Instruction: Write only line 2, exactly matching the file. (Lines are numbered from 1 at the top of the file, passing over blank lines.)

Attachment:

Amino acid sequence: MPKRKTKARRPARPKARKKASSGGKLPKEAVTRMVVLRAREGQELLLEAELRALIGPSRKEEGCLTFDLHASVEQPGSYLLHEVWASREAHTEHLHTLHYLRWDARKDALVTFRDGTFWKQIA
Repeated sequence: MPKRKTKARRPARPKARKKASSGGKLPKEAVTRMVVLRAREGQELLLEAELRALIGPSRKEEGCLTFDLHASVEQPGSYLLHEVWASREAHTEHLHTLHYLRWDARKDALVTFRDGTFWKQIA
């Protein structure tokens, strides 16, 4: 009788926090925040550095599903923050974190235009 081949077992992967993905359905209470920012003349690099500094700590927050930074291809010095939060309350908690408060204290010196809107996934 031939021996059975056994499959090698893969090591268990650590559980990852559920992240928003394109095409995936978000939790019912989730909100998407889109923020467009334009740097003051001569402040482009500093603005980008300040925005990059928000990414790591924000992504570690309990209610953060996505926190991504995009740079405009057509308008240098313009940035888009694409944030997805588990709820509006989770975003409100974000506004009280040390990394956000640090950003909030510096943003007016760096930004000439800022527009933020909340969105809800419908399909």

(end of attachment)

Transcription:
Repeated sequence: MPKRKTKARRPARPKARKKASSGGKLPKEAVTRMVVLRAREGQELLLEAELRALIGPSRKEEGCLTFDLHASVEQPGSYLLHEVWASREAHTEHLHTLHYLRWDARKDALVTFRDGTFWKQIA